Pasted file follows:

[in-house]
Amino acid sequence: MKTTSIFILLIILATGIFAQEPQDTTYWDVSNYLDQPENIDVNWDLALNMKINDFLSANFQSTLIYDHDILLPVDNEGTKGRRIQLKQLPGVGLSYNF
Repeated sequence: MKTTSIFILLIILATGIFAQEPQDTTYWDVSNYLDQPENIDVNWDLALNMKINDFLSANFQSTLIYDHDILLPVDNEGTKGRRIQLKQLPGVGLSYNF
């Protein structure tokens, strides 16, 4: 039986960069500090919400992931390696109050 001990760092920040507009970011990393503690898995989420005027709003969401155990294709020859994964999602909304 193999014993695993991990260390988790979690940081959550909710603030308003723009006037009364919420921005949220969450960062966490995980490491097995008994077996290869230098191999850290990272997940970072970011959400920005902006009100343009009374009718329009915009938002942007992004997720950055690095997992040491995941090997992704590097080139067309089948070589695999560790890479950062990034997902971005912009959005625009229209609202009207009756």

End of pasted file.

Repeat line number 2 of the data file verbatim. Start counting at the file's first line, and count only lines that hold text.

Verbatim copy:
Amino acid sequence: MKTTSIFILLIILATGIFAQEPQDTTYWDVSNYLDQPENIDVNWDLALNMKINDFLSANFQSTLIYDHDILLPVDNEGTKGRRIQLKQLPGVGLSYNF